Zis-N-Zat From Pastor Asher

God is my conscience, Jesus lives in my heart… this blog is about what I see, what I think, what I do and how I serve God

E-Note from Pastor Asher to the Community of Kingswood United Methodist Church

AFP/Getty 548732535Many among us may not be aware that the first Thursday in May is a Holy Day set aside as a Worldwide Day of Prayer for Christians around the globe. Communal prayer has always been central to Christian identity. In our Tuesday Bible Study we practice a form of it when we hold hands and every person in the room takes a turn to pray.

The World Day of Prayer and the National Day of Prayer are both rooted in the Scripture found in 1 Timothy 2:1-4, that reads:

I urge, then, first of all, that petitions, prayers, intercession and thanksgiving be made for all people— for kings and all those in authority, that we may live peaceful and quiet lives in all godliness and holiness. This is good, and pleases God our Savior, who wants all people to be saved and to come to a knowledge of the truth (NIV2010).

Our prayers are one of the ways to be in conversation with God. Our prayers are one of the ways for us to listen to God, and allow God to mold and shape us (Isaiah 64:8). Our prayers help us to open our hearts and minds, and to accept what God wishes to give us in answer to our prayers. Our prayers are a constant reminder to honor, glorify and praise God even at times when we may not feel like it and would rather be focused on something else.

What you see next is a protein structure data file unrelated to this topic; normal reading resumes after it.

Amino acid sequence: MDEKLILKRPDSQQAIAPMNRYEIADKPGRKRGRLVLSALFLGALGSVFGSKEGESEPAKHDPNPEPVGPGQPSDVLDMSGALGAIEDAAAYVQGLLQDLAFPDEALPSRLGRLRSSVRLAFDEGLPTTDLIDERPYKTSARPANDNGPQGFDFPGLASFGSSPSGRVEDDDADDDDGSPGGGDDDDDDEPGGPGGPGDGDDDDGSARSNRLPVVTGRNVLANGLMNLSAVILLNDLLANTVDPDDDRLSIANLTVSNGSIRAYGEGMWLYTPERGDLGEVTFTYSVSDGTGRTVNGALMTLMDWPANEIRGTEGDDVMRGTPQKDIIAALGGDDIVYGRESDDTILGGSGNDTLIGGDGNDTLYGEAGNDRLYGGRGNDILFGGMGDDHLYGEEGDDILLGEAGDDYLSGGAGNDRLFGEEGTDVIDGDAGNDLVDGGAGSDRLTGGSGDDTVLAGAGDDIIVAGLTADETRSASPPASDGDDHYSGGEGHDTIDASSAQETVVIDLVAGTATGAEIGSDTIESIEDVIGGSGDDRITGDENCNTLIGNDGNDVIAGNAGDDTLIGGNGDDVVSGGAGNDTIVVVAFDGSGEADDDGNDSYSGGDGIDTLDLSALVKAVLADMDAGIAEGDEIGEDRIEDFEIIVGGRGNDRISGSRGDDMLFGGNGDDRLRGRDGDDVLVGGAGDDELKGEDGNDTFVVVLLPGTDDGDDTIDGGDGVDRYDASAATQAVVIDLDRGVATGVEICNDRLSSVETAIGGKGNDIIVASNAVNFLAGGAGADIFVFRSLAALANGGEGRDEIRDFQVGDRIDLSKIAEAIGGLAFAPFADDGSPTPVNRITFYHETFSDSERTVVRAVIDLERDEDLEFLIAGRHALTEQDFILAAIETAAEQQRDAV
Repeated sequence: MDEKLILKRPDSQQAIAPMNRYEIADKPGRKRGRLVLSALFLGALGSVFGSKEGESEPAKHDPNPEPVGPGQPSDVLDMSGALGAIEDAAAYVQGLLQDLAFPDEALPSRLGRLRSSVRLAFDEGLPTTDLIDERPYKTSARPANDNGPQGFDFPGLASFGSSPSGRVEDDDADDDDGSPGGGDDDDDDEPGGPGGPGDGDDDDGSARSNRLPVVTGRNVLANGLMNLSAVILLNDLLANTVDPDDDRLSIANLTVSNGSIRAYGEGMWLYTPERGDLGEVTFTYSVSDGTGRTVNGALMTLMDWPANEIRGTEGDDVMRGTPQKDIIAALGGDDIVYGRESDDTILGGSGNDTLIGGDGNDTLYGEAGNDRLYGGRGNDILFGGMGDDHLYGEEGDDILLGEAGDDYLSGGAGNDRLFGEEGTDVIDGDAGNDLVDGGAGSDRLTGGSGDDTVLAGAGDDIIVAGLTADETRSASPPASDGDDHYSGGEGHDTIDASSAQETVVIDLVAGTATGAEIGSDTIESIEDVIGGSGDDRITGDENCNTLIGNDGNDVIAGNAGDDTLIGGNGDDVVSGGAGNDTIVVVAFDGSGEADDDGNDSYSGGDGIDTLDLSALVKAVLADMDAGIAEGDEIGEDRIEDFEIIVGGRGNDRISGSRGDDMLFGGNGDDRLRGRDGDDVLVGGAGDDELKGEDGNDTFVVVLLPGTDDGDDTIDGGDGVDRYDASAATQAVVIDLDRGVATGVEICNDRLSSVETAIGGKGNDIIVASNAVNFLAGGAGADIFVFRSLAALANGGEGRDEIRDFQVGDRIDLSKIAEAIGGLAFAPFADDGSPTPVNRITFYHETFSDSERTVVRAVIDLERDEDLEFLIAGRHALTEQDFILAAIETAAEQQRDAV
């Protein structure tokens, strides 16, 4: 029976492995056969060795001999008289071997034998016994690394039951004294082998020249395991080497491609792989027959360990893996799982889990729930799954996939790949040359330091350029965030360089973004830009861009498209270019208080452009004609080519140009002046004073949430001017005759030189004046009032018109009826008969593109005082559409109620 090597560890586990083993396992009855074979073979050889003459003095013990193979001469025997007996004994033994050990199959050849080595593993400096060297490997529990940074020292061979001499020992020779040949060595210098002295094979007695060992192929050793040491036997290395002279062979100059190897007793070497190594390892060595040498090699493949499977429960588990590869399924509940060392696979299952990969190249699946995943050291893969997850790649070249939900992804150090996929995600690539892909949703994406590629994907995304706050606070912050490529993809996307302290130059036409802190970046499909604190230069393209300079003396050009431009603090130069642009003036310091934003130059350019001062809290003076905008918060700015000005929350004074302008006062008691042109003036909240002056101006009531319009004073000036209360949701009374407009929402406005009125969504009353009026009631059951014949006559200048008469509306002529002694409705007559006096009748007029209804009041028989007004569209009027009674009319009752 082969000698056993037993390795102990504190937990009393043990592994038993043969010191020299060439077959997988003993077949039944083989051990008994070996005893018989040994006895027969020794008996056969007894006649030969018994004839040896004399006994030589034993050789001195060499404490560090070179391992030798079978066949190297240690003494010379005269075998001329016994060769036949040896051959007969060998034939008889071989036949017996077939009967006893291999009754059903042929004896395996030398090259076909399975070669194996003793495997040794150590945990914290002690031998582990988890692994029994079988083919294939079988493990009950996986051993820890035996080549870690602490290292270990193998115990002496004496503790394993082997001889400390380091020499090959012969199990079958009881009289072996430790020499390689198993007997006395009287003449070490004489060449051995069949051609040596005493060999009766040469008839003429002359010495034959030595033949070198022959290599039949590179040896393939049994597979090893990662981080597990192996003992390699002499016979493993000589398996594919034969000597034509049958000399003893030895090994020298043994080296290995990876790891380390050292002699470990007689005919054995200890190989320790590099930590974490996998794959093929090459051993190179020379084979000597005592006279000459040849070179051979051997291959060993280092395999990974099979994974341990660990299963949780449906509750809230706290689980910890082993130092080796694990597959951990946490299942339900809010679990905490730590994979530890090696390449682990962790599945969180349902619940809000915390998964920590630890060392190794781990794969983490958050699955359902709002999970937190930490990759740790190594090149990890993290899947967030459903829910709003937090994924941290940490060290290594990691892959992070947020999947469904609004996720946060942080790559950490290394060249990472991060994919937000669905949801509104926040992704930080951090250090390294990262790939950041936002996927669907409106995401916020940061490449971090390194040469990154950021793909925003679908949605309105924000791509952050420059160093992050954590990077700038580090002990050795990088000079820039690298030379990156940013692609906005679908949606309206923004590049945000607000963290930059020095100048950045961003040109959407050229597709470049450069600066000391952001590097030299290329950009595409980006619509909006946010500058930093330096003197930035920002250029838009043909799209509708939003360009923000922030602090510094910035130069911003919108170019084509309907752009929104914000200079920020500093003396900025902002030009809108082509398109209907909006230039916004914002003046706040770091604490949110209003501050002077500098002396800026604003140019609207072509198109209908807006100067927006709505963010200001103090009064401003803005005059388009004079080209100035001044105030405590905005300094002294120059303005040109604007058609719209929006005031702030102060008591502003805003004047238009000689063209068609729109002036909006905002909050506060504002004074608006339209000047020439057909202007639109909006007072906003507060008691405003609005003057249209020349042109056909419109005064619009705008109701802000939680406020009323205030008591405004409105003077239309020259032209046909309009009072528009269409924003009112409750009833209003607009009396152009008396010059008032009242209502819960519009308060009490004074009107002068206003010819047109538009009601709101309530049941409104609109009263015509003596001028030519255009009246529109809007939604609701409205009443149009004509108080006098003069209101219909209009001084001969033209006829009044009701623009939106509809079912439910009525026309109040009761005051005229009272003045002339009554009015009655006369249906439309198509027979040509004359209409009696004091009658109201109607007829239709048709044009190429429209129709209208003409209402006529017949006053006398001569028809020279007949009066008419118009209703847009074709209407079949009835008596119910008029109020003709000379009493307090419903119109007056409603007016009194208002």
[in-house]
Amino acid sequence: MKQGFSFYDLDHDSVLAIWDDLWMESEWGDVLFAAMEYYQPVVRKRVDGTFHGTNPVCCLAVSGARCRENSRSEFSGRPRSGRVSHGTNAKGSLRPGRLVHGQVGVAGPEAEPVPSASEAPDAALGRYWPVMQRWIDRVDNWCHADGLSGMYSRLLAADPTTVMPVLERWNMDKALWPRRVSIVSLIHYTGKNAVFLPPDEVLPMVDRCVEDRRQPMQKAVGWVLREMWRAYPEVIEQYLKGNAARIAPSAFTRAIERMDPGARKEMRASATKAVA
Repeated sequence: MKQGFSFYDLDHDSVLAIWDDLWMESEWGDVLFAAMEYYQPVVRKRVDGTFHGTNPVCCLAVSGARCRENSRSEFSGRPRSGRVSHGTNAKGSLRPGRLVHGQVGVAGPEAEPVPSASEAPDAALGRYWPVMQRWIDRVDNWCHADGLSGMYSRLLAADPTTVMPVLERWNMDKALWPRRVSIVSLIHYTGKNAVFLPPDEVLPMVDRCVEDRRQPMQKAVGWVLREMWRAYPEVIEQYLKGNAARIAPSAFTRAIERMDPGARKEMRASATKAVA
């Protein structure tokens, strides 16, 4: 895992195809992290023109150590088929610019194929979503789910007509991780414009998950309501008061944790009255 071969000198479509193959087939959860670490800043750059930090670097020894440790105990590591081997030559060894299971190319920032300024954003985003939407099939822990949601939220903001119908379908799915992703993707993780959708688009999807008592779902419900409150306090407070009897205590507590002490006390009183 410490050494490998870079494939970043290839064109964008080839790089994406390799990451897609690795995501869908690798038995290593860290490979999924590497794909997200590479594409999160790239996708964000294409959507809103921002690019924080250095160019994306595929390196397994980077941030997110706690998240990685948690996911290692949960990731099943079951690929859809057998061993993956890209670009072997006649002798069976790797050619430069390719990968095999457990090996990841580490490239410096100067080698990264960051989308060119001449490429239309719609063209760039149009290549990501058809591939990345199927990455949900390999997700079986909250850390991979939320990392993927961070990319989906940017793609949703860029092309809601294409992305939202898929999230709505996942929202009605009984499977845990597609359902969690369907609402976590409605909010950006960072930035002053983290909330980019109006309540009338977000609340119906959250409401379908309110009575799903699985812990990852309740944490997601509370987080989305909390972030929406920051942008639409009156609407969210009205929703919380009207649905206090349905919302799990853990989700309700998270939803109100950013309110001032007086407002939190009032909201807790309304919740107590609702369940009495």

On this World Day of Prayer, when Christians in our Nation are called to bow their heads in conversation with God, I would like to leave you with a simple question: “What is it that you are looking for from the Lord in your prayers?”

My prayer is for all of us, may God bless us, keep us and encourage us to be the best version of what we are created to be.

I pray for our country, may God bless the United States of America, and may it be like a city on a hill that is a blessing to the world around us (Matt 5:14).

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